Mirhosseini-Holmes-Walton syndrome

Retinitis Pigmentosa and Mental Retardation

Clinical Characteristics
Ocular Features: 

The lenses may have pleomorphic white axial opacities but in other patients can be totally opacified.  Optic atrophy is present and vision may be reduced to light perception but nystagmus is absent.  Evidence suggests that vision loss is progressive.  Some patients have extensive posterior synechiae while others have been noted to have sluggish pupils.  High myopia is a feature. The retinal pigmentation has a typical retinitis pigmentosa picture with attenuated retinal vessels and equatorial bone spicule pigmentation located in the midperiphery while the macula can have a bull’s eye appearance.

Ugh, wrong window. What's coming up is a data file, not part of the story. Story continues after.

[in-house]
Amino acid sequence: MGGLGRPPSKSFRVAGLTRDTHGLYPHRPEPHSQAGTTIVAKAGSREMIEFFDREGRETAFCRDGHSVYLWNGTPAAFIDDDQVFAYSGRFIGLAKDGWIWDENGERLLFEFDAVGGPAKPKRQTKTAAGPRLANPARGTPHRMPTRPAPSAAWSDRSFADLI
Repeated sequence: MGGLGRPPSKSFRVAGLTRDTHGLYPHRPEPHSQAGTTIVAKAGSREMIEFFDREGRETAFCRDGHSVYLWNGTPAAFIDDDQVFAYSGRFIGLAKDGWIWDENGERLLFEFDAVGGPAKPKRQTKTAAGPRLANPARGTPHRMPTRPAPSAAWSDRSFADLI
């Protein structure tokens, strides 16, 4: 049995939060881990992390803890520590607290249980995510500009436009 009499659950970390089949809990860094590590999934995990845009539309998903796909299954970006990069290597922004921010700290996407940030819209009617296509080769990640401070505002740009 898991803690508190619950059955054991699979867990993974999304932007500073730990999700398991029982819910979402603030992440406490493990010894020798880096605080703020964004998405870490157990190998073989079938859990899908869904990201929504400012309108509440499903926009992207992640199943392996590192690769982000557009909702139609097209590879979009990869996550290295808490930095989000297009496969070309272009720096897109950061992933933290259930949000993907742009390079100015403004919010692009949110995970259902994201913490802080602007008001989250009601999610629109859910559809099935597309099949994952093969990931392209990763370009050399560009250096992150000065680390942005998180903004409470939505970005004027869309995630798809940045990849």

Systemic Features: 

Early development may seem normal but developmental milestones are usually delayed.  Postnatal microcephaly and growth deficiency with mental retardation and early hypotonia are typical features.  The mental retardation may be severe.  Scoliosis and arachnodactyly have been noted and hypogonadism has been reported.  Speech may not develop and mobility is sometimes limited.


The family pattern suggests autosomal recessive inheritance.  Homozygosity mapping has identified in a region of chromosome 8 (8q21.2-22.1) that overlaps the region for Cohen syndrome () but no specific mutated gene has been identified.      

Autosomal recessive
Treatment Options: 


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